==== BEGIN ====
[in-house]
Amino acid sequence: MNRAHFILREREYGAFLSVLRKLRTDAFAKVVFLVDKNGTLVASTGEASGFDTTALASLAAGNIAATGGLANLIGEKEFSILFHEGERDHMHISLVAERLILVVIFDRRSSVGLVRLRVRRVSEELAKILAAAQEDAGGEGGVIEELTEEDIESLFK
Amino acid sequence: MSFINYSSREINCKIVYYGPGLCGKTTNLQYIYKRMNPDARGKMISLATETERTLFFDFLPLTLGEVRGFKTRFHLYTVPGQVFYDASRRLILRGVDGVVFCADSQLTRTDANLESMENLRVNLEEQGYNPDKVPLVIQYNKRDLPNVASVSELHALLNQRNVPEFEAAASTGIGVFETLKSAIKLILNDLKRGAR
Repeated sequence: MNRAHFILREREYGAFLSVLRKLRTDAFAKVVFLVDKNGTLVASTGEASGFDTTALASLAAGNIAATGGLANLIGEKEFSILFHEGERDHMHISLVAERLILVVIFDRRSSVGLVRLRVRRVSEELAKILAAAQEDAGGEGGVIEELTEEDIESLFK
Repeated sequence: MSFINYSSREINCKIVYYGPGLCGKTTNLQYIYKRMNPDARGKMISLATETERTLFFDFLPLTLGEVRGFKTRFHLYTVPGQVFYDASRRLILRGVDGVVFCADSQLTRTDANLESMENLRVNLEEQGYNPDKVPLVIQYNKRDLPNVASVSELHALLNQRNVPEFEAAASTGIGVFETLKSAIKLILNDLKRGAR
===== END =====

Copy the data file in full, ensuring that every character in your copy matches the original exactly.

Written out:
[in-house]
Amino acid sequence: MNRAHFILREREYGAFLSVLRKLRTDAFAKVVFLVDKNGTLVASTGEASGFDTTALASLAAGNIAATGGLANLIGEKEFSILFHEGERDHMHISLVAERLILVVIFDRRSSVGLVRLRVRRVSEELAKILAAAQEDAGGEGGVIEELTEEDIESLFK
Amino acid sequence: MSFINYSSREINCKIVYYGPGLCGKTTNLQYIYKRMNPDARGKMISLATETERTLFFDFLPLTLGEVRGFKTRFHLYTVPGQVFYDASRRLILRGVDGVVFCADSQLTRTDANLESMENLRVNLEEQGYNPDKVPLVIQYNKRDLPNVASVSELHALLNQRNVPEFEAAASTGIGVFETLKSAIKLILNDLKRGAR
Repeated sequence: MNRAHFILREREYGAFLSVLRKLRTDAFAKVVFLVDKNGTLVASTGEASGFDTTALASLAAGNIAATGGLANLIGEKEFSILFHEGERDHMHISLVAERLILVVIFDRRSSVGLVRLRVRRVSEELAKILAAAQEDAGGEGGVIEELTEEDIESLFK
Repeated sequence: MSFINYSSREINCKIVYYGPGLCGKTTNLQYIYKRMNPDARGKMISLATETERTLFFDFLPLTLGEVRGFKTRFHLYTVPGQVFYDASRRLILRGVDGVVFCADSQLTRTDANLESMENLRVNLEEQGYNPDKVPLVIQYNKRDLPNVASVSELHALLNQRNVPEFEAAASTGIGVFETLKSAIKLILNDLKRGAR